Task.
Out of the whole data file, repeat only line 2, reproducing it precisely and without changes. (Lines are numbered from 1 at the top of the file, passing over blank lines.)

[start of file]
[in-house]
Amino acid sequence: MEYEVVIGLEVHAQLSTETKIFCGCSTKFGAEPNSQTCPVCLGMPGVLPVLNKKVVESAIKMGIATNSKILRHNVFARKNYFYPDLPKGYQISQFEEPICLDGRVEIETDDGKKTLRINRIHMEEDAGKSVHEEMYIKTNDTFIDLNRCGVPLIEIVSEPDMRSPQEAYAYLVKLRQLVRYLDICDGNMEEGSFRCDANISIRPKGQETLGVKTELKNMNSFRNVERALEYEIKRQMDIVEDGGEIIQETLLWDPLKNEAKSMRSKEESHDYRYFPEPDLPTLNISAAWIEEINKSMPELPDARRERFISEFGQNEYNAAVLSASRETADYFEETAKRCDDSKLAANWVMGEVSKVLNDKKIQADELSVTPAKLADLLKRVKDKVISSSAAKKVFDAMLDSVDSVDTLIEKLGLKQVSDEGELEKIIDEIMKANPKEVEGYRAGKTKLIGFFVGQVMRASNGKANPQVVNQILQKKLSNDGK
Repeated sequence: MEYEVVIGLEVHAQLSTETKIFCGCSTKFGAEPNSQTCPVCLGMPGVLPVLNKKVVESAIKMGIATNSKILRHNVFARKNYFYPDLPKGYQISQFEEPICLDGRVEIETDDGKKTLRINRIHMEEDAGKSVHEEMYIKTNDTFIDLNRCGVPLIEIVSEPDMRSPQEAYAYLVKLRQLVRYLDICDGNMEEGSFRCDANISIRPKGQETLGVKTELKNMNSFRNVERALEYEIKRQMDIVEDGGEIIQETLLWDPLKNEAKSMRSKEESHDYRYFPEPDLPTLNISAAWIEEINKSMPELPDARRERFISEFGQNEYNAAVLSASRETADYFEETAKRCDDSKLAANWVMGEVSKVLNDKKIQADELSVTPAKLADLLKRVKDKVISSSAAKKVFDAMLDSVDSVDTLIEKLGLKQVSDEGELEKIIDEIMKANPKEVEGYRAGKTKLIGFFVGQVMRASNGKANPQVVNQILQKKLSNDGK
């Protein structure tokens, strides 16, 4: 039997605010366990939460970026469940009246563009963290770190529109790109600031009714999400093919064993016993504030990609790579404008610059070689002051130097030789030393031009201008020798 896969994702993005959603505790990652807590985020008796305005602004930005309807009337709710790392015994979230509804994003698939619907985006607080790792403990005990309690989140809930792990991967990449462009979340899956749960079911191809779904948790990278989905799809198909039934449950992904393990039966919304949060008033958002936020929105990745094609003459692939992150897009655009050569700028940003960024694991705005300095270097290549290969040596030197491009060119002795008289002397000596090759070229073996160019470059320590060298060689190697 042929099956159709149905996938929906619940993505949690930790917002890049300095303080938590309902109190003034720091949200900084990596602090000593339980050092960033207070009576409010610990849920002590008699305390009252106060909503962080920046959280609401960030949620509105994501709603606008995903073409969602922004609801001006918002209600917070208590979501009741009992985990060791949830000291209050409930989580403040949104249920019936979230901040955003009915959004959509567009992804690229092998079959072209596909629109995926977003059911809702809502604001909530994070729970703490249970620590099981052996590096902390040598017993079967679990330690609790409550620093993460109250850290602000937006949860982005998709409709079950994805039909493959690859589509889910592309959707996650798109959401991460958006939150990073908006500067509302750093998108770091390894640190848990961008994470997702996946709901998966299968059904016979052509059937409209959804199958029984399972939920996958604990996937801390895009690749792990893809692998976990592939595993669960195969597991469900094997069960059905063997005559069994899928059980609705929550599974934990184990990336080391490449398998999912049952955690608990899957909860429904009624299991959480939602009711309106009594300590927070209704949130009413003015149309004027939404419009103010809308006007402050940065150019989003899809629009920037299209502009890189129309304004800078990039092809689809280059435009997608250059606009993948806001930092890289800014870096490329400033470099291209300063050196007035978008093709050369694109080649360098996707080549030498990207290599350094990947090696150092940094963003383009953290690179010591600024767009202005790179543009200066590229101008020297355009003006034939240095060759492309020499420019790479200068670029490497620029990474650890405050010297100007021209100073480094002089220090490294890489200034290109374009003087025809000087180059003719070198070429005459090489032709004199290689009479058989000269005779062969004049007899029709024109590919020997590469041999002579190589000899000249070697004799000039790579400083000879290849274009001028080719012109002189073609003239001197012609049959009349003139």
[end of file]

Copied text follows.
Amino acid sequence: MEYEVVIGLEVHAQLSTETKIFCGCSTKFGAEPNSQTCPVCLGMPGVLPVLNKKVVESAIKMGIATNSKILRHNVFARKNYFYPDLPKGYQISQFEEPICLDGRVEIETDDGKKTLRINRIHMEEDAGKSVHEEMYIKTNDTFIDLNRCGVPLIEIVSEPDMRSPQEAYAYLVKLRQLVRYLDICDGNMEEGSFRCDANISIRPKGQETLGVKTELKNMNSFRNVERALEYEIKRQMDIVEDGGEIIQETLLWDPLKNEAKSMRSKEESHDYRYFPEPDLPTLNISAAWIEEINKSMPELPDARRERFISEFGQNEYNAAVLSASRETADYFEETAKRCDDSKLAANWVMGEVSKVLNDKKIQADELSVTPAKLADLLKRVKDKVISSSAAKKVFDAMLDSVDSVDTLIEKLGLKQVSDEGELEKIIDEIMKANPKEVEGYRAGKTKLIGFFVGQVMRASNGKANPQVVNQILQKKLSNDGK